October 24, 2013

National Park Service wants to honor labor leader Cesar Chavez

United Farm Workers’ co-founder may be honored with a new multi-state national historical park that stretches from Arizona to California.

The life and times of United Farm Workers’ co-founder Cesar Chavez should be honored with a new multi-state national historical park that stretches from Arizona to California’s San Joaquin Valley, the National Park Service recommended Thursday.

After studying some 100 potential sites important in the U.S. farm labor movement, officials pinpointed four in California and one in Arizona. The proposed national historical park would include the existing Cesar E. Chavez National Monument in Keene, Calif., which was previously established by President Barack Obama.

“Cesar Chavez was one of the most important labor and civil rights leaders of the 20th century, and the farm movement he led improved the lives of millions of agricultural workers,” declared National Park Service Director Jonathan B. Jarvis. “Sites associated with his life and the movement he led are an important part of American history.”

Park service officials concluded they could use management agreements and memoranda of understanding to administer the historical park, and so are not calling for new federal land purchases.

But unlike the Chavez national monument established last year through the president’s own executive power, creation of a national historical park requires congressional action. A 2008 bill that passed when the House of Representatives was still controlled by Democrats ordered the park service study, 15 years after Chavez passed away.

The House is now controlled by Republicans, who have sometimes cautioned against expanding the national park system in order to retain focus on the needs of existing parks. A backlog of other park proposals still awaits action. In this Congress alone, introduced bills would create national historical parks to honor Underground Railroad activist Harriet Tubman, the Manhattan Project that developed the first atomic bomb, Delaware’s early role in U.S. history and the Apollo manned spaceflights to the moon, among others.

“The chairman has always said that these have to be done on a case-by-case basis, very carefully,” Mike Tadeo, spokesman for the chairman of the House Natural Resources Committee, Rep. Doc Hastings, R-Wash., said in an interview Thursday.

Western farmers’ traditional antipathy toward the United Farm Workers could also possibly complicate the proposed park’s legislative prospects.

“I would suspect there are people, particularly in these highly partisan times, who might have a hard time with this,” Paul Chavez, one of eight children of the late union organizer and now president and chairman of the Cesar Chavez Foundation, acknowledged in a telephone interview.

The park service estimates a staff of about 13 and an annual budget of between $1 million and $3 million would be required for the proposed Chavez historical park.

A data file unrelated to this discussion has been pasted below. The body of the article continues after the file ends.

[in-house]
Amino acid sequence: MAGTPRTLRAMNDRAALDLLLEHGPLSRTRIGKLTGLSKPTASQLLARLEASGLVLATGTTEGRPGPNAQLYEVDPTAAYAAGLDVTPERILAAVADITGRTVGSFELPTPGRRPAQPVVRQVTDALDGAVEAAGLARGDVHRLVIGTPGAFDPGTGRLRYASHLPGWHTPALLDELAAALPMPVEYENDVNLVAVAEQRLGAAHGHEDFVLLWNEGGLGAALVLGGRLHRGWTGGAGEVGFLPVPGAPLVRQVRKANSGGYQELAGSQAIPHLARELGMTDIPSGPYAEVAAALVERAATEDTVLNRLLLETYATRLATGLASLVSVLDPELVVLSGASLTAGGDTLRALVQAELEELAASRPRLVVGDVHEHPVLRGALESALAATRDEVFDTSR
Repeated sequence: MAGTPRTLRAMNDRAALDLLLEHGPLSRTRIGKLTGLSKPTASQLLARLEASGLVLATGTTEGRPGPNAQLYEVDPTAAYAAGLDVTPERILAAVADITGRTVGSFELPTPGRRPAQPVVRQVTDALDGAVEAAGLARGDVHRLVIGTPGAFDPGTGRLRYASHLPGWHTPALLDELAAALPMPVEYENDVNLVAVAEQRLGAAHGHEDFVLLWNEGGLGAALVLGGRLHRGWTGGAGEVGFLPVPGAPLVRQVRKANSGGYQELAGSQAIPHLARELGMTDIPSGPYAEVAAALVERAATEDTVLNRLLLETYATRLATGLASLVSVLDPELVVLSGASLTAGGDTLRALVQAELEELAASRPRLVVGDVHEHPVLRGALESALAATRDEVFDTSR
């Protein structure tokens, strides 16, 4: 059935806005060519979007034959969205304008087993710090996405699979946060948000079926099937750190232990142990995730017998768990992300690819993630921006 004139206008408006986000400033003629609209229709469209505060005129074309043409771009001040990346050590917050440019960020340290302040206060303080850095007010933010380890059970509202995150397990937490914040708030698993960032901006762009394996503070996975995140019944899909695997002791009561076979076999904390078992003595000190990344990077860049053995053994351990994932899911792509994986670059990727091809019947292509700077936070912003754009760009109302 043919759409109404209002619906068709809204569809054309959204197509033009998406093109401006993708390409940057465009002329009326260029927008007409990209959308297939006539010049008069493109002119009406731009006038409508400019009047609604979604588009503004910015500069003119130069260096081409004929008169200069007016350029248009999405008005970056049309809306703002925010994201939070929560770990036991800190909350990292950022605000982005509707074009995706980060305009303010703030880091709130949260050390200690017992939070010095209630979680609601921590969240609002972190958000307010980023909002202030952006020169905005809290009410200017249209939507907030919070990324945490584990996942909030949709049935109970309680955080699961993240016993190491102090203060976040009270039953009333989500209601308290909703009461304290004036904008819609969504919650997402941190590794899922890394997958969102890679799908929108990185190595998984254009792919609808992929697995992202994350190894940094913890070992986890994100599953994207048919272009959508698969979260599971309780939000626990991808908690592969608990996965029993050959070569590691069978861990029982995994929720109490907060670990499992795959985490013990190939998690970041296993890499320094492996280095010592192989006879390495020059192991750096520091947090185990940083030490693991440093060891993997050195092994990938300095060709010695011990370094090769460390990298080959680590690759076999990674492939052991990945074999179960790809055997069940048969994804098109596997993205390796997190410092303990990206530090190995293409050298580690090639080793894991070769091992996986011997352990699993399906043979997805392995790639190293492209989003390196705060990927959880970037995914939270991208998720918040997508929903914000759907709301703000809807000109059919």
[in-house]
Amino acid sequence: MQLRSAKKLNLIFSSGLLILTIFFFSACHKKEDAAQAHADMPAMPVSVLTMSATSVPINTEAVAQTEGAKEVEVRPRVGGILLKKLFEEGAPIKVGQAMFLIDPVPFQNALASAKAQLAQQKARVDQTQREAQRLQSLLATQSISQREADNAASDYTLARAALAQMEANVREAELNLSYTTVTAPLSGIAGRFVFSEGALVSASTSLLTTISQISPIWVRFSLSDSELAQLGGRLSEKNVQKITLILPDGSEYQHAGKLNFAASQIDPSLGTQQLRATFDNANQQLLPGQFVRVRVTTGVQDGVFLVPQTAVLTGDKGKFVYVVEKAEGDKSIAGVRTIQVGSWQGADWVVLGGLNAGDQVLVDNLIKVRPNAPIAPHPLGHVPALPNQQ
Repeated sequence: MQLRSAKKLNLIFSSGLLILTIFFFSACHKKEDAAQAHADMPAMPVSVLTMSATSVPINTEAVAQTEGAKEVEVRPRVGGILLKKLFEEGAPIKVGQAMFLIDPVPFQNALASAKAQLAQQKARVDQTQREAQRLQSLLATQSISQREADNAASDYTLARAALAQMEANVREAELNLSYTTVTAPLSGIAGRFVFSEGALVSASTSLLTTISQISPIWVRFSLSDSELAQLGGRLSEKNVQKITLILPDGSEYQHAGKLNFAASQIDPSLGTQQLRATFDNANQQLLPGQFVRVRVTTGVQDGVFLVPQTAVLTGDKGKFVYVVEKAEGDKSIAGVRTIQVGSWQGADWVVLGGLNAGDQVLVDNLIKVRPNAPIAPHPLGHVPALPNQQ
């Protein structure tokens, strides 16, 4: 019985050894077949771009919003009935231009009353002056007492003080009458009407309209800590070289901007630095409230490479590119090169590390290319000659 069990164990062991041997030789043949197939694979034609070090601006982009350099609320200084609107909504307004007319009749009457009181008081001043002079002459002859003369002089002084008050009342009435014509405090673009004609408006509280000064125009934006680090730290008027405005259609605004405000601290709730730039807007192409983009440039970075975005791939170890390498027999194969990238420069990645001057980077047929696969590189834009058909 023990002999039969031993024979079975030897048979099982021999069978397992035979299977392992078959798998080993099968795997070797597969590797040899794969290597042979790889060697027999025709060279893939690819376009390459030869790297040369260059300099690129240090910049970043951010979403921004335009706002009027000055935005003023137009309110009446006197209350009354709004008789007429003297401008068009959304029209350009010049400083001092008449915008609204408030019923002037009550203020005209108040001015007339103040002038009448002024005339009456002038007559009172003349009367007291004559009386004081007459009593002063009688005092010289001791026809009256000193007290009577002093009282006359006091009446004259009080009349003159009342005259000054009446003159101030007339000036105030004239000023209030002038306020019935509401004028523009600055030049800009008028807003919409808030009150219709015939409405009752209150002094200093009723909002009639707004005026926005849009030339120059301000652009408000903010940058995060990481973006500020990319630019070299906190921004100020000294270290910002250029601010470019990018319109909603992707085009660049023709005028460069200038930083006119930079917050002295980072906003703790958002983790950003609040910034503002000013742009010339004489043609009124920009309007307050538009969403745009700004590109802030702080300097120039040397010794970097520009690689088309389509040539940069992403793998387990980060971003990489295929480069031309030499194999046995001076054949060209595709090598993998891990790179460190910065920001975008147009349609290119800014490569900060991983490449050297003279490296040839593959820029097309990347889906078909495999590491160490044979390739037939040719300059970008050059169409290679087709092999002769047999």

Park service officials recommended that the new historical park include the Forty Acres National Historic Landmark and the Filipino Community Hall in Delano, Calif., as well as the Cesar E. Chavez National Monument and the Santa Rita Center in Phoenix. In addition, the park service recommends including a site called McDonnell Hall in San Jose, Calif., where visitors could learn about Chavez’s early community organizing work.

Officials say a visitors’ center could be built into an existing structure at the Forty Acres site, the location of a famous 1968 fast by Chavez. The Santa Rita Center in Arizona was the location of a 1972 fast by Chavez.

“We think it’s a fitting move,” Paul Chavez said. “My father’s work took place in a lot of different areas.”

Born in Arizona in 1927, Cesar Chavez co-founded, along with Dolores Huerta, the National Farm Workers Association in 1962. The organization later morphed into the United Farm Workers of America, using strikes, boycotts and lawsuits to press for higher wages and safer fields.

“Migrant farm workers’ living and working conditions throughout the first half of the twentieth century were brutal,” the National Park Service noted in its new report. “The work was exhausting, and it required considerable amounts of skill, dexterity, efficiency and stamina. Farm workers also had to contend with summertime heat, a lack of drinking water, poor sanitation facilities and housing, low wages and frequent work shortages.”

The existing 105-acre national monument in Keene, about 30 miles east of Bakersfield, covers the property known as Nuestra Senora Reina de la Paz. It became the UFW’s national headquarters in 1972, and also housed Chavez, family members and union supporters.

Ron Sundergill, Pacific Region senior director of the National Parks Conservation Association, noted Thursday that the presidentially established national monument was “the first national park site to honor a contemporary Latino American,” and he applauded “diversifying our national park system from the inside out.”

There are currently 46 recognized national historical parks, with several – such as the Cumberland Gap National Historical Park in Kentucky, Tennessee and Virginia – spanning several states.

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